How to Dive with Big Animals


It’s a thrill to find yourself diving alongside a creature that is bigger than you and totally wild, even if at first it seems daunting.

Diving with sharks

Of all the animals that experienced divers want to get close to, sharks are the first choice. However, an average shark encounter usually ends with the animal disappearing hastily into the blue. There are hundreds of different species of shark and certain places in the world where sharks can be reliably seen. These shark sites include the Maldives, the southern Red Sea, Polynesia, Micronesia, the Bahamas and the islands of the Western Pacific. The most common shark species in warm coastal waters is the scalloped hammerhead shark, which often congregates in large numbers.

Other large animals

Sharks aren’t the only large animals that divers can swim with. The seals of the Fame Islands in the United Kingdom and the sealions of Baja California in Mexico and the Galapagos can entertain a diver with their acrobatic ballet for a whole dive.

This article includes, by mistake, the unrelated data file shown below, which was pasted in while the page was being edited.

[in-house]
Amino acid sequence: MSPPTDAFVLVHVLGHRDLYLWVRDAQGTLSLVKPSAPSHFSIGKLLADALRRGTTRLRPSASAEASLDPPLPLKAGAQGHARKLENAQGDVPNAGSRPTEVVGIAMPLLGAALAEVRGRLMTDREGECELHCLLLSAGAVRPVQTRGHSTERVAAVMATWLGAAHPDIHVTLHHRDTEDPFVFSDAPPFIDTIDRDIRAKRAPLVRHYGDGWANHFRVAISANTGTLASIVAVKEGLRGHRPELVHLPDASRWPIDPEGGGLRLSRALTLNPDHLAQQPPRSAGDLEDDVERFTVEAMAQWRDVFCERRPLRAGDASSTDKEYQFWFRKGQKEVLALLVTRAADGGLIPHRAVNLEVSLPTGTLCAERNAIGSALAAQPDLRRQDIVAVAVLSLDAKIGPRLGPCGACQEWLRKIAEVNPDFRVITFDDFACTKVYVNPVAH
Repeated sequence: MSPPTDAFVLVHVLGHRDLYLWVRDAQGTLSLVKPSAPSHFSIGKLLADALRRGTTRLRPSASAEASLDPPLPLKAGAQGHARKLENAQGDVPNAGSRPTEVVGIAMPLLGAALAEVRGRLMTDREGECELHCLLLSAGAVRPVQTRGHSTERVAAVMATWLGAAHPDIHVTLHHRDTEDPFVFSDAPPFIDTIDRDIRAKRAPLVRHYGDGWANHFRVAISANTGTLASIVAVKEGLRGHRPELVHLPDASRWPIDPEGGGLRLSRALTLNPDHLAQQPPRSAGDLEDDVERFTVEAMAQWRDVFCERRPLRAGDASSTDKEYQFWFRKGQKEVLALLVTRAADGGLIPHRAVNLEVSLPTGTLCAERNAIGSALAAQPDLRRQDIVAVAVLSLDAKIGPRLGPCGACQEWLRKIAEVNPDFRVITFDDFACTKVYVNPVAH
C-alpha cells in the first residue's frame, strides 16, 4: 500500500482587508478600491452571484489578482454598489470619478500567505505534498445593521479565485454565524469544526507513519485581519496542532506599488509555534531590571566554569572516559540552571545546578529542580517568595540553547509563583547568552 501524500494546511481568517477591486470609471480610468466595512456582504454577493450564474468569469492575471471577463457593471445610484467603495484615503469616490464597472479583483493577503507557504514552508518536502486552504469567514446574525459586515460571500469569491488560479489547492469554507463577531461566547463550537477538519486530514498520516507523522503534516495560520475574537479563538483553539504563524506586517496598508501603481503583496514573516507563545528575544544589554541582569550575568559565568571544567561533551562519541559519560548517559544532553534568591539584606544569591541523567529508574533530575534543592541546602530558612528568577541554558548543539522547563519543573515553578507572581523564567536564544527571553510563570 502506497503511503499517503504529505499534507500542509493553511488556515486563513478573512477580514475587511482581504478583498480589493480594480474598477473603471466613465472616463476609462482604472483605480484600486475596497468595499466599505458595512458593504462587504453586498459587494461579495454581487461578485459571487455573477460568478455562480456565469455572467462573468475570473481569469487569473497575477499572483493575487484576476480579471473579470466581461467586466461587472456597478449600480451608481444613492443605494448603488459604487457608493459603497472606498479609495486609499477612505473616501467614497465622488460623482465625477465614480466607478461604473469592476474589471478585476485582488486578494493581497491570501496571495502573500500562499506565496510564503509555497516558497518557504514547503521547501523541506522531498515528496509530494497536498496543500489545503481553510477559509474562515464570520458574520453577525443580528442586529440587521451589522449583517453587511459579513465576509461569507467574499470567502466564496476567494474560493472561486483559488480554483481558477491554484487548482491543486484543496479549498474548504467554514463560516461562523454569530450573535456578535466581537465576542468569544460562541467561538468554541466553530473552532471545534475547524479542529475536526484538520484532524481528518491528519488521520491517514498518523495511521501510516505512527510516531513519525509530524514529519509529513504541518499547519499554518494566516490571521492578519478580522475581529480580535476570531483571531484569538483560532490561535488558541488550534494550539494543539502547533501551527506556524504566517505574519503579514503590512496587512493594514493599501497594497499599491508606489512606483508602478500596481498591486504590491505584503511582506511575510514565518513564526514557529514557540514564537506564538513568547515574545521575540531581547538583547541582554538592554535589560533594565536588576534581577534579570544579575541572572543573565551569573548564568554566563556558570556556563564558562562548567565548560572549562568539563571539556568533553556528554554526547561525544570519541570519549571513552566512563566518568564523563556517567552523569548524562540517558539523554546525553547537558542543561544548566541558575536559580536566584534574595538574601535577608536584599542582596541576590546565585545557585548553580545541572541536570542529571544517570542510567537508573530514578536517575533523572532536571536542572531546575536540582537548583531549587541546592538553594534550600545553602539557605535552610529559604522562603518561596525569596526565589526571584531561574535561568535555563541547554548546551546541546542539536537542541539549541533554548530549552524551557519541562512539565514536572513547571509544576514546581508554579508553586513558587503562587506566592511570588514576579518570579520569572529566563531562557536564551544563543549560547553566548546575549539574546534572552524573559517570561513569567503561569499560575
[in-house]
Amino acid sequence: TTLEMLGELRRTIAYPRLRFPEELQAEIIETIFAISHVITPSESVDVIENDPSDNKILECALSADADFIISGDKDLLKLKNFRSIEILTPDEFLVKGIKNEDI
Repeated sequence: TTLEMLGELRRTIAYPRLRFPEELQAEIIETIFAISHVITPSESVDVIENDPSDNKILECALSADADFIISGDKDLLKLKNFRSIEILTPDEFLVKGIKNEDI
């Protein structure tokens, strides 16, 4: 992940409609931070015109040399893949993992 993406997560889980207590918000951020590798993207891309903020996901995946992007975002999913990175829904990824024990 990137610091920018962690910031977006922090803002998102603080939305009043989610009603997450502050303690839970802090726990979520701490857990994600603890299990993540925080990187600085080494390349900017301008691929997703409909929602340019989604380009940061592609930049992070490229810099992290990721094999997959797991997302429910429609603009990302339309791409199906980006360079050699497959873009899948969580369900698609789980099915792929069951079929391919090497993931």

At Grand Cayman in the Caribbean, southern stingrays know where fishing boats returning from trips out to sea stop to clean their catch, tossing unwanted scraps over the side. The rays congregate there to feed, and many dive centres soon discovered the location, too. Now, divers and snorkellers can enjoy close encounters with these intelligent animals that have learned to associate people with free food. They call the place Stingray City, and it has turned into quite a feature of the Cayman tourist industry. There are other places where this has happened, although they are less well known, including Gibb’s Cay in the Turks and Caicos Islands and Manjack Cay in the Bahamas.

Turtles are always a favourite with divers, and hawksbill turtles can appear almost anywhere on a reef. Green turtles have a long lifespan and grow to a massive size. There is nowhere better to see turtles than the oceanic island of Sipadan, off the coast of Malaysia. Green turtles are also often seen grazing on the sea grass along Egypt’s coast. Turtles breathe air so divers should never hold onto a turtle and stop it getting to the surface for a breath.

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Related posts:

  1. How to Dive in the Shark-Infested Waters
  2. How to Dive in the Caribbean
  3. How to Dive in the Indian Ocean
  4. How to Dive in the Pacific Ocean
  5. How to Dive in the Red Sea

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About the Author: Cody Riffel is a regular contributor to MegaHowTo. She likes to write on variety of topics, whatever interests her. She also likes to share what she learns over the Internet and her day-to-day life.

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